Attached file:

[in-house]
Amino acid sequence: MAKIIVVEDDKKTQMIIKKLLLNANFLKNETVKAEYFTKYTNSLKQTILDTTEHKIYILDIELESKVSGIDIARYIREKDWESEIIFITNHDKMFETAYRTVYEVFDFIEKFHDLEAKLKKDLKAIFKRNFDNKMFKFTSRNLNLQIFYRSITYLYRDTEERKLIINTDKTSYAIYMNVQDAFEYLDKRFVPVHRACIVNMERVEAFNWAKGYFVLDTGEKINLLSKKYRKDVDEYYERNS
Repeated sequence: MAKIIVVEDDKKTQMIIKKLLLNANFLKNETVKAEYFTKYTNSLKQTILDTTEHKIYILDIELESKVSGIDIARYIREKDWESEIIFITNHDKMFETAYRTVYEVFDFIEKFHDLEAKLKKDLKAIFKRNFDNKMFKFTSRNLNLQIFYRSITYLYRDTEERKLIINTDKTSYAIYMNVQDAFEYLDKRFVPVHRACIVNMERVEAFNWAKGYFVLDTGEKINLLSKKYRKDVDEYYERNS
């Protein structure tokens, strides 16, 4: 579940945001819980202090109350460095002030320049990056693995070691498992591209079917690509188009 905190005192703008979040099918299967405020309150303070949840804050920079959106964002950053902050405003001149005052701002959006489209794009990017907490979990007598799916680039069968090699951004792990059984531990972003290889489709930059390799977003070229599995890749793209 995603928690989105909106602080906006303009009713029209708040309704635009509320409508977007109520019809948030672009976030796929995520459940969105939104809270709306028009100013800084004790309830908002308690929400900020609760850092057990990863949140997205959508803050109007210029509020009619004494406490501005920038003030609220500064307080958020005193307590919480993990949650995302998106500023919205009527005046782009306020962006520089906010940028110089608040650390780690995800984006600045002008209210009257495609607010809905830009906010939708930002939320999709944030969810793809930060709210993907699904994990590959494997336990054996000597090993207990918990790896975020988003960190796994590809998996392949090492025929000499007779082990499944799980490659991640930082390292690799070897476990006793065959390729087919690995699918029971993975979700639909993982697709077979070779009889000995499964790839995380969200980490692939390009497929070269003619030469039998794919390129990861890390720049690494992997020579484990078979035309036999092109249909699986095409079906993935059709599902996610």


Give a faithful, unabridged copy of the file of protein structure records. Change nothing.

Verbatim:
[in-house]
Amino acid sequence: MAKIIVVEDDKKTQMIIKKLLLNANFLKNETVKAEYFTKYTNSLKQTILDTTEHKIYILDIELESKVSGIDIARYIREKDWESEIIFITNHDKMFETAYRTVYEVFDFIEKFHDLEAKLKKDLKAIFKRNFDNKMFKFTSRNLNLQIFYRSITYLYRDTEERKLIINTDKTSYAIYMNVQDAFEYLDKRFVPVHRACIVNMERVEAFNWAKGYFVLDTGEKINLLSKKYRKDVDEYYERNS
Repeated sequence: MAKIIVVEDDKKTQMIIKKLLLNANFLKNETVKAEYFTKYTNSLKQTILDTTEHKIYILDIELESKVSGIDIARYIREKDWESEIIFITNHDKMFETAYRTVYEVFDFIEKFHDLEAKLKKDLKAIFKRNFDNKMFKFTSRNLNLQIFYRSITYLYRDTEERKLIINTDKTSYAIYMNVQDAFEYLDKRFVPVHRACIVNMERVEAFNWAKGYFVLDTGEKINLLSKKYRKDVDEYYERNS
């Protein structure tokens, strides 16, 4: 579940945001819980202090109350460095002030320049990056693995070691498992591209079917690509188009 905190005192703008979040099918299967405020309150303070949840804050920079959106964002950053902050405003001149005052701002959006489209794009990017907490979990007598799916680039069968090699951004792990059984531990972003290889489709930059390799977003070229599995890749793209 995603928690989105909106602080906006303009009713029209708040309704635009509320409508977007109520019809948030672009976030796929995520459940969105939104809270709306028009100013800084004790309830908002308690929400900020609760850092057990990863949140997205959508803050109007210029509020009619004494406490501005920038003030609220500064307080958020005193307590919480993990949650995302998106500023919205009527005046782009306020962006520089906010940028110089608040650390780690995800984006600045002008209210009257495609607010809905830009906010939708930002939320999709944030969810793809930060709210993907699904994990590959494997336990054996000597090993207990918990790896975020988003960190796994590809998996392949090492025929000499007779082990499944799980490659991640930082390292690799070897476990006793065959390729087919690995699918029971993975979700639909993982697709077979070779009889000995499964790839995380969200980490692939390009497929070269003619030469039998794919390129990861890390720049690494992997020579484990078979035309036999092109249909699986095409079906993935059709599902996610």